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5 awesome benefits of being bilingual

pastel_de_nata76 Bilingualism, Blog, Resources 3 Comments

It’s incredible to think that until recently the accepted view was that being bilingual was inherently bad. This week is International Mother Language Day which makes it timely to remind people of the benefits of being bilingual.

Until recently it was thought that bilingual children would be confused by two languages, have lower intelligence and behave in deviant ways. Many people still think that. However, there is a trend towards reversing that perception, backed up by research from the last 30 years.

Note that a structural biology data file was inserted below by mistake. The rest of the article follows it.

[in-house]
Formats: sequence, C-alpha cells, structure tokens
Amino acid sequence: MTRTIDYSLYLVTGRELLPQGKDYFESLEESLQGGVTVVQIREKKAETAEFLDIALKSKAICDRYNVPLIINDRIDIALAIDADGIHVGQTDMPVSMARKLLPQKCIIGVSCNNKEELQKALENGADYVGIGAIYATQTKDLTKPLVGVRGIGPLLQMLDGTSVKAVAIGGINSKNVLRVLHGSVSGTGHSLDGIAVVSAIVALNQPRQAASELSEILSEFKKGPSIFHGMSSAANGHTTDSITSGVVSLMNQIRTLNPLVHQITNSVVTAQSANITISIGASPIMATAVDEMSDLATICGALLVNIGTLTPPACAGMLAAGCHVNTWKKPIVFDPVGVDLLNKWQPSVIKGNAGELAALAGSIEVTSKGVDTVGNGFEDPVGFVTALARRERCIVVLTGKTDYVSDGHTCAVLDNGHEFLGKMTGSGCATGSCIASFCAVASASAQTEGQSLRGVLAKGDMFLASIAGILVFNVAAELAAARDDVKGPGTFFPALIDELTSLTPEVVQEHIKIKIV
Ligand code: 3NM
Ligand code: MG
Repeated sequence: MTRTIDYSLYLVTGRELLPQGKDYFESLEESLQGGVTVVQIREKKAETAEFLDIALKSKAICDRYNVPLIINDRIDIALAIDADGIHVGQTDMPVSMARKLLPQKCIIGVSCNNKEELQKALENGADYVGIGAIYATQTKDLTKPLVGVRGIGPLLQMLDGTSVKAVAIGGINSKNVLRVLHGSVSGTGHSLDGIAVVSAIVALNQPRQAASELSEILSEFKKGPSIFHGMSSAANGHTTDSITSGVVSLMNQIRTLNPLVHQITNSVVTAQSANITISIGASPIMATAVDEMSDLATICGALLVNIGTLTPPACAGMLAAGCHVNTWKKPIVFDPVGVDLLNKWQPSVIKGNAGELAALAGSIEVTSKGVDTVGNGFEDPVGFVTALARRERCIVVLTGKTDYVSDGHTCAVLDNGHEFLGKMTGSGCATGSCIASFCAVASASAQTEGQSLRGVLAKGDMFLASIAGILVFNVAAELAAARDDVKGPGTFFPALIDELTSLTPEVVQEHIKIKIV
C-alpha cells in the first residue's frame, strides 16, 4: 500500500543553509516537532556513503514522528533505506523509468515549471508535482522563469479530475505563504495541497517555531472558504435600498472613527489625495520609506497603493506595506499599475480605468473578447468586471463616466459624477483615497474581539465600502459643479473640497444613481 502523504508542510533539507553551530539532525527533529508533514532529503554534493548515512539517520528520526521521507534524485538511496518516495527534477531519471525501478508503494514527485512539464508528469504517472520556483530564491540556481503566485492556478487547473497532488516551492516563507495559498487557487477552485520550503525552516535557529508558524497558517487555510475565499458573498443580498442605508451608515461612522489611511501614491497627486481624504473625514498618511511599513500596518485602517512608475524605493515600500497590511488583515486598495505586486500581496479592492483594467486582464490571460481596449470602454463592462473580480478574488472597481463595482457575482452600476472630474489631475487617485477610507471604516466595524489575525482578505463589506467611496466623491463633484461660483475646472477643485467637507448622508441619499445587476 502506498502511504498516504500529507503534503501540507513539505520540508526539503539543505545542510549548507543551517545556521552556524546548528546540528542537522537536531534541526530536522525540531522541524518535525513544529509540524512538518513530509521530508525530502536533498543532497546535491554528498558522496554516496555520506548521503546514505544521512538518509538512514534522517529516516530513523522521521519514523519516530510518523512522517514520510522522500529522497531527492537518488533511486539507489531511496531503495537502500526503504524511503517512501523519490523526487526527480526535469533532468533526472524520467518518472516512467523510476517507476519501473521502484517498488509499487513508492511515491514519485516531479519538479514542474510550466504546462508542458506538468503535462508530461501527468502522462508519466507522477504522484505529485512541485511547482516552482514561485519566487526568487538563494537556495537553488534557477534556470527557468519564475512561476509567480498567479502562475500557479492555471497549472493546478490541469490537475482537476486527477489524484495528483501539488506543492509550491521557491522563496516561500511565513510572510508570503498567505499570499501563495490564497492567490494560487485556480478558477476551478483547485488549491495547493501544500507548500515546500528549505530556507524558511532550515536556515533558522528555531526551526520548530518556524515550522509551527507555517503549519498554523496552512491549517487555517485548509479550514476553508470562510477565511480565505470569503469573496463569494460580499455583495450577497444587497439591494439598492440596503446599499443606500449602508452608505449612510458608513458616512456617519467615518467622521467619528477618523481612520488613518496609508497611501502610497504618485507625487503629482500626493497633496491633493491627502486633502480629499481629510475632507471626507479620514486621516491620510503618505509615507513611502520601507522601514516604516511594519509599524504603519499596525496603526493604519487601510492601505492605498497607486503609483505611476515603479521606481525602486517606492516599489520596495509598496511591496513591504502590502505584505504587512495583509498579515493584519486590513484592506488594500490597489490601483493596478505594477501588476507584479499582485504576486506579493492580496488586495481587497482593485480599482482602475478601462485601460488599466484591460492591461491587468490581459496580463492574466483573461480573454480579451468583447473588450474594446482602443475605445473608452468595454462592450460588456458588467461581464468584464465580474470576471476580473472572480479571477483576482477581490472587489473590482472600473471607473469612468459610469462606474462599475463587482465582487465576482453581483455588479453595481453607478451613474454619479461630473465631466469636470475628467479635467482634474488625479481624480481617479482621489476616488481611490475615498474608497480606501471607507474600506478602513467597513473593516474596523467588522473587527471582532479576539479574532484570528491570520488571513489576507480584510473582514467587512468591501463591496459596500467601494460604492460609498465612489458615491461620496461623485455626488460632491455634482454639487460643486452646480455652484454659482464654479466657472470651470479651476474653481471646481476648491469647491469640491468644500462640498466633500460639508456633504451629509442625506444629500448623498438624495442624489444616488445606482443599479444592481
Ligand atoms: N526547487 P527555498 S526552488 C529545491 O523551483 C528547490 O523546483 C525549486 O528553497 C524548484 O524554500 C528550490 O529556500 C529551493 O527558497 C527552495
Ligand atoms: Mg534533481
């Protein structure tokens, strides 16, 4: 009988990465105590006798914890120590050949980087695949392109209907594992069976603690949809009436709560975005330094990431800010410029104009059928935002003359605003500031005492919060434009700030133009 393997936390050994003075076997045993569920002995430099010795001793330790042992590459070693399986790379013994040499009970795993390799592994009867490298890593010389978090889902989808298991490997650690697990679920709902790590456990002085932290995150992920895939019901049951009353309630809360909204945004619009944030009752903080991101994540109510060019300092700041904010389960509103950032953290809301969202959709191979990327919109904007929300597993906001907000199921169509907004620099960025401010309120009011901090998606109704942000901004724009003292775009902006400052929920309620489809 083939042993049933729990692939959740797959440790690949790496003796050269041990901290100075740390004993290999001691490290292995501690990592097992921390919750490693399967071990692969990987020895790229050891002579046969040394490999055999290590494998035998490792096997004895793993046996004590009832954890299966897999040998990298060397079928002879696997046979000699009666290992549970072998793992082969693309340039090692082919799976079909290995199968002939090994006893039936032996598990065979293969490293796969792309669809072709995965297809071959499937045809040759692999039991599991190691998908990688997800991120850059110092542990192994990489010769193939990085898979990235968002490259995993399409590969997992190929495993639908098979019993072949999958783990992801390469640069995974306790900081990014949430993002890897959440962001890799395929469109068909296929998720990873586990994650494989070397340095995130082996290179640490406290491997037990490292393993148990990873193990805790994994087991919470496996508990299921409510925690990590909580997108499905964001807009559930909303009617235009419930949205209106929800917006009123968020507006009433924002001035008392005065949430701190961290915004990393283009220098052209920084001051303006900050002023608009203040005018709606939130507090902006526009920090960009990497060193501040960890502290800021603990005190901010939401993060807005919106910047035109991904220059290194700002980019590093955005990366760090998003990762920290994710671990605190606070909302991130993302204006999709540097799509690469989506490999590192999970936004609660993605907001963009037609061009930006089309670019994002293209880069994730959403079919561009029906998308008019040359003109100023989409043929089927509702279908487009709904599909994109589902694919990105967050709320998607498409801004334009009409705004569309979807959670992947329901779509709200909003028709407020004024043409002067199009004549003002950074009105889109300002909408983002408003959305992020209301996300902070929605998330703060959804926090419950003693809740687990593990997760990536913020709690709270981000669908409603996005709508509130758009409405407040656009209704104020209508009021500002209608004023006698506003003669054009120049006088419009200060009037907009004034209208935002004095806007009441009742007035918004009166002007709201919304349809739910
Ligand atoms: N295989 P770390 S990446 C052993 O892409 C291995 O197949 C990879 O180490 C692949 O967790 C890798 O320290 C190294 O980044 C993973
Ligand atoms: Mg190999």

The benefits of being bilingual

The bilingual brain is just wired differently. Neuroplasticity, the effort required to change between words depending on the interlocutor, makes the brain more elastic and flexible. Think about it like working out at the gym: it takes effort, but you get more toned and stronger. All that hard work brings you health and enable you to do things you couldn’t do before.

This neuroplasticity of bilinguals contributes directly or indirectly to many of these benefits

1.Better concentration

Better concentration, attention span and multitasking than monolinguals. This usually means they perform better at school. The “enhanced attentional control” that comes with switching languages constantly, has obvious implications for concentration and memory.

2. Ability to empathise